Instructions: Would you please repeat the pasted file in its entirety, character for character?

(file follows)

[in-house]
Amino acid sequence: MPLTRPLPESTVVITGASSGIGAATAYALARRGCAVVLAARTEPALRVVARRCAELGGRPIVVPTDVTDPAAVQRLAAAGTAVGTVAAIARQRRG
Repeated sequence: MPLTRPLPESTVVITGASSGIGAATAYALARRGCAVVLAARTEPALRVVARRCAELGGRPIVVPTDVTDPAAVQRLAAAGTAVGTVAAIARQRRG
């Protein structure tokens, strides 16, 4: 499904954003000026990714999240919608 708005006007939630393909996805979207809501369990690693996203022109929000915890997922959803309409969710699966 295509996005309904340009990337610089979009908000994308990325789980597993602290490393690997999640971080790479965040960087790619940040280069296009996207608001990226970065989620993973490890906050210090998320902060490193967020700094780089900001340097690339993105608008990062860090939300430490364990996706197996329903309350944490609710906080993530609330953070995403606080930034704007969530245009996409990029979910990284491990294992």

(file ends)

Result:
[in-house]
Amino acid sequence: MPLTRPLPESTVVITGASSGIGAATAYALARRGCAVVLAARTEPALRVVARRCAELGGRPIVVPTDVTDPAAVQRLAAAGTAVGTVAAIARQRRG
Repeated sequence: MPLTRPLPESTVVITGASSGIGAATAYALARRGCAVVLAARTEPALRVVARRCAELGGRPIVVPTDVTDPAAVQRLAAAGTAVGTVAAIARQRRG
């Protein structure tokens, strides 16, 4: 499904954003000026990714999240919608 708005006007939630393909996805979207809501369990690693996203022109929000915890997922959803309409969710699966 295509996005309904340009990337610089979009908000994308990325789980597993602290490393690997999640971080790479965040960087790619940040280069296009996207608001990226970065989620993973490890906050210090998320902060490193967020700094780089900001340097690339993105608008990062860090939300430490364990996706197996329903309350944490609710906080993530609330953070995403606080930034704007969530245009996409990029979910990284491990294992």